(Via The Independent)
Rush hour at one of London’s busiest stations: Tired commuters jostle for space at the turnstiles while others gaze at the information boards. Is this a typical journey home from the office? Not quite. In the midst of the bustle, something is happening that clearly does not involve commuters waiting morosely for the 7.19pm to Dartford.
At 6.58pm precisely, dozens of individuals dotted around the concourse at Victoria station, each wearing headphones, begin to dance. Lost in their private musical world, they all bop happily on the spot to their heart’s content. Welcome to the world of mobile clubbing, the latest underground, and somewhat surreal, movement taking hold in the capital.
Devised by the artists Emma Davis and Ben Cummins, the movement involves mobilising people with Walkmans to a busy commuter station at rush hour. By dancing alone to their favourite tunes in an unlikely environment, the event aims to challenge perceptions of public space while inspiring people to let their hair down.
“It’s a club and it’s free and it plays your favourite tunes,” Davis, 27, from Epping, Essex, said. “It changes the face of stations and inspires people to dance. It may sound crazy, but it’s actually quite liberating.”
Preparations for last night’s event involved the issuing of anonymous military-style instructions to a growing band of devotees via e-mail. Announcing the setting as Victoria station at 6.58pm, the instructions read: “Turn up at exact time, bring your own personal stereo/radio. Stick on your favourite tunes and dance for as long as you like.
”While dancing, remember you are an individual commuter who fancies a little boogie before heading home, so please refrain from dancing with others. Don’t worry clubbers, you will be one of many.“
And at precisely two minutes before 7pm, there are signs that the mobile clubbing event is underway. Pink ra-ra skirts, yellow leg-warmers and Hoxton fin haircuts were among the tell-tale signs that something was on the move among the commuters.
”I quite like the idea of dancing outside Burger King,“ said Ben Cummins, as he prepared to listen to a tape of Bulgarian wedding music.
At the appointed time, the brightly dressed group of several dozen dancers dispersed among the crowd, put their headphones in place and began to dance. The reaction of commuters was mixed. Some stopped and stared, others tapped them on the shoulder to inquire what they thought they were doing, while the minority ignored them.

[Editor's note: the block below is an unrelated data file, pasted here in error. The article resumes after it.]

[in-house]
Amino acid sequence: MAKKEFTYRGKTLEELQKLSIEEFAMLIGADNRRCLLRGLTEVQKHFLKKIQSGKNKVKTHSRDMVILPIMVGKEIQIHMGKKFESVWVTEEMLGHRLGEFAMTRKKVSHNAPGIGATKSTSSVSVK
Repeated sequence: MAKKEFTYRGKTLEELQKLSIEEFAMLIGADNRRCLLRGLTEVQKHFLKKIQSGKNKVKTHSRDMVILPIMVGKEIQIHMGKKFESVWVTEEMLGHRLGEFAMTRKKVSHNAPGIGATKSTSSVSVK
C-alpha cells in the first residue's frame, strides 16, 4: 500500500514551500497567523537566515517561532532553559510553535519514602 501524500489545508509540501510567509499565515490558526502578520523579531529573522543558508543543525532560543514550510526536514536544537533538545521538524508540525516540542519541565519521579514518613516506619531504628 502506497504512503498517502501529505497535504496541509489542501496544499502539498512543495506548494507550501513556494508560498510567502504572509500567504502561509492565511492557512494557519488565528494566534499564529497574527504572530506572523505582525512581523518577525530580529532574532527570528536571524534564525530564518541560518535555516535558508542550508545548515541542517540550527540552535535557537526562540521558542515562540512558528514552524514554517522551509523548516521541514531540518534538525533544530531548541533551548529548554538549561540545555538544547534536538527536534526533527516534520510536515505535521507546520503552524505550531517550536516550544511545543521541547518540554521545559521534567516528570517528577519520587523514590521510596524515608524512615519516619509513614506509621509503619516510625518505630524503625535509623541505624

”I was convinced they were selling something at first – possibly headphones,“ said the besuited Paul Harding, a 43-year-old network analyst from Camberwell, south London. ”I’ve been commuting through this station for seven years and I’ve never seen anything like it. I think it’s quite amusing, and I’ve just phoned someone to tell them about it.“
Mobile clubbing is the latest in a series of movements involving the seemingly random convergence of strangers in a public location. It follows in the footsteps of the global phenomenon of ”flash mobbing“, a movement that was pioneered in New York. Mobilised by instructions issued by e-mail and text messages, large numbers of flash mobbers gather at a specific time in a specific location to conduct bizarre and anarchic activities before dispersing.
The mobile clubbing concept came from a passion for dancing shared byDavis and Cummins, 31, from Greenwich. Last night’s dance session was the ninth mobile clubbing event to have taken place since the movement was launched nine months ago.
The first attracted mostly the founders’ closest friends, resulting in 20 people ”feeling a little bit embarrassed“ as they danced for 15 minutes at Liverpool Street station. But, as word of the new event spread, the number of devotees snowballed. At a previous event, at London Bridge, about 60 dancers came out, outnumbering the commuters around them, and remained dancing for 90 minutes.
”It’s basically spread by word-of-mouth and it’s still very much underground,“ said Davis. ”It’s great because you get different reactions from people. Some people looking on with their Walkmans seem really unsure about whether they should join in or not. Others have started breakdancing. We have had 50- something ladies dancing away and entire families with young children, too.“
Each event has been filmed and the result is being screened in galleries, clubs and festivals across the country.
Like flash mobbing and in contrast to ”happenings“ in the Sixties, mobile clubbing is not about a specific ideology. The organisers say that the events defy categorisation as either performance art or social engineering, aiming instead to simply provide pleasure.
”It’s something we talked about for years during brainstorming sessions in the pub,“ Davis said. ”No one smiles in stations. It’s basically a way of getting people to interact and inspiring everyone else to dance. It’s not really performance art. It’s making people aware of their surroundings. It’s actually quite nerve-wracking, dancing on your own for the first time. But it’s also quite liberating. It’s a real buzz.“
Her words were echoed by one anonymous mobile clubber, who posted a graphic description of his first event on the internet. ”This was raw. There was no night, no unison (except in self-awareness). No way to defuse one’s silent twitching with a laugh/ joke/anecdote/ drink. It was an awkward, slippery affair that made me think about the mechanical factors of a good night out. And watching pop videos with sound off.”
While the future of mobile clubbing remains to be seen, the scene at Victoria yesterday made one thing clear: clubbing and commuting may not be mutually exclusive after all.
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